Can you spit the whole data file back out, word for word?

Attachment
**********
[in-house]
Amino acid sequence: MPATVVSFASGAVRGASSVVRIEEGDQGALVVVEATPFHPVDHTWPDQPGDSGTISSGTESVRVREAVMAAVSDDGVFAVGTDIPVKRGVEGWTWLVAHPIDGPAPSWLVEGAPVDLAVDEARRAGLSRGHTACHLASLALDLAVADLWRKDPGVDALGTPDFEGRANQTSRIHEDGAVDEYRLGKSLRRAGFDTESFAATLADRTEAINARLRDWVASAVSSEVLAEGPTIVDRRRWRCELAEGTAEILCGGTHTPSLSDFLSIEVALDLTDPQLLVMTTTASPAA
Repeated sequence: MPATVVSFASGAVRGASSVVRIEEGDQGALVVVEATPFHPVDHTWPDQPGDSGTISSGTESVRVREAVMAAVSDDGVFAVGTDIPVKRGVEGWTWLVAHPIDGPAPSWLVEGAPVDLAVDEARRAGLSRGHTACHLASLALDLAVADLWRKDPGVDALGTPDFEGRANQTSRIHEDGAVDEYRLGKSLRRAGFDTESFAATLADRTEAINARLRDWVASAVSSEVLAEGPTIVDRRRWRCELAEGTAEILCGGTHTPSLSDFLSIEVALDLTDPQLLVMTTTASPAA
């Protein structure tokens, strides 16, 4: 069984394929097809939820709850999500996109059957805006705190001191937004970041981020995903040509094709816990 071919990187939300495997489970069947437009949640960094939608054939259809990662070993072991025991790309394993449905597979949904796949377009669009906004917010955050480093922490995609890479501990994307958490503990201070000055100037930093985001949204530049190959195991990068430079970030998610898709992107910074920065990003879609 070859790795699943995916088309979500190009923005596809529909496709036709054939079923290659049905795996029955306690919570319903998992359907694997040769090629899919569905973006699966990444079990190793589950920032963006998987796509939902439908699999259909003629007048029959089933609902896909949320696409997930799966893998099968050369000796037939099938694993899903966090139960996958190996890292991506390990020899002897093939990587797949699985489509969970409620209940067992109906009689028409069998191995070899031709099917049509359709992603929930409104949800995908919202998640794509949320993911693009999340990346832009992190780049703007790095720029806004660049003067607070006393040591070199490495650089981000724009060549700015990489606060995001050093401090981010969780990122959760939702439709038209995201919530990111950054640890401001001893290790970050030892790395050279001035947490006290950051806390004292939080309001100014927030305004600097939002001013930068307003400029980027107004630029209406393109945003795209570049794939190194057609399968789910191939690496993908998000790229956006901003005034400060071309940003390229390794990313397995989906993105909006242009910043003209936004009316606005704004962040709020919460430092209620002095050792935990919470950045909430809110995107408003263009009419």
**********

[in-house]
Amino acid sequence: MPATVVSFASGAVRGASSVVRIEEGDQGALVVVEATPFHPVDHTWPDQPGDSGTISSGTESVRVREAVMAAVSDDGVFAVGTDIPVKRGVEGWTWLVAHPIDGPAPSWLVEGAPVDLAVDEARRAGLSRGHTACHLASLALDLAVADLWRKDPGVDALGTPDFEGRANQTSRIHEDGAVDEYRLGKSLRRAGFDTESFAATLADRTEAINARLRDWVASAVSSEVLAEGPTIVDRRRWRCELAEGTAEILCGGTHTPSLSDFLSIEVALDLTDPQLLVMTTTASPAA
Repeated sequence: MPATVVSFASGAVRGASSVVRIEEGDQGALVVVEATPFHPVDHTWPDQPGDSGTISSGTESVRVREAVMAAVSDDGVFAVGTDIPVKRGVEGWTWLVAHPIDGPAPSWLVEGAPVDLAVDEARRAGLSRGHTACHLASLALDLAVADLWRKDPGVDALGTPDFEGRANQTSRIHEDGAVDEYRLGKSLRRAGFDTESFAATLADRTEAINARLRDWVASAVSSEVLAEGPTIVDRRRWRCELAEGTAEILCGGTHTPSLSDFLSIEVALDLTDPQLLVMTTTASPAA
């Protein structure tokens, strides 16, 4: 069984394929097809939820709850999500996109059957805006705190001191937004970041981020995903040509094709816990 071919990187939300495997489970069947437009949640960094939608054939259809990662070993072991025991790309394993449905597979949904796949377009669009906004917010955050480093922490995609890479501990994307958490503990201070000055100037930093985001949204530049190959195991990068430079970030998610898709992107910074920065990003879609 070859790795699943995916088309979500190009923005596809529909496709036709054939079923290659049905795996029955306690919570319903998992359907694997040769090629899919569905973006699966990444079990190793589950920032963006998987796509939902439908699999259909003629007048029959089933609902896909949320696409997930799966893998099968050369000796037939099938694993899903966090139960996958190996890292991506390990020899002897093939990587797949699985489509969970409620209940067992109906009689028409069998191995070899031709099917049509359709992603929930409104949800995908919202998640794509949320993911693009999340990346832009992190780049703007790095720029806004660049003067607070006393040591070199490495650089981000724009060549700015990489606060995001050093401090981010969780990122959760939702439709038209995201919530990111950054640890401001001893290790970050030892790395050279001035947490006290950051806390004292939080309001100014927030305004600097939002001013930068307003400029980027107004630029209406393109945003795209570049794939190194057609399968789910191939690496993908998000790229956006901003005034400060071309940003390229390794990313397995989906993105909006242009910043003209936004009316606005704004962040709020919460430092209620002095050792935990919470950045909430809110995107408003263009009419």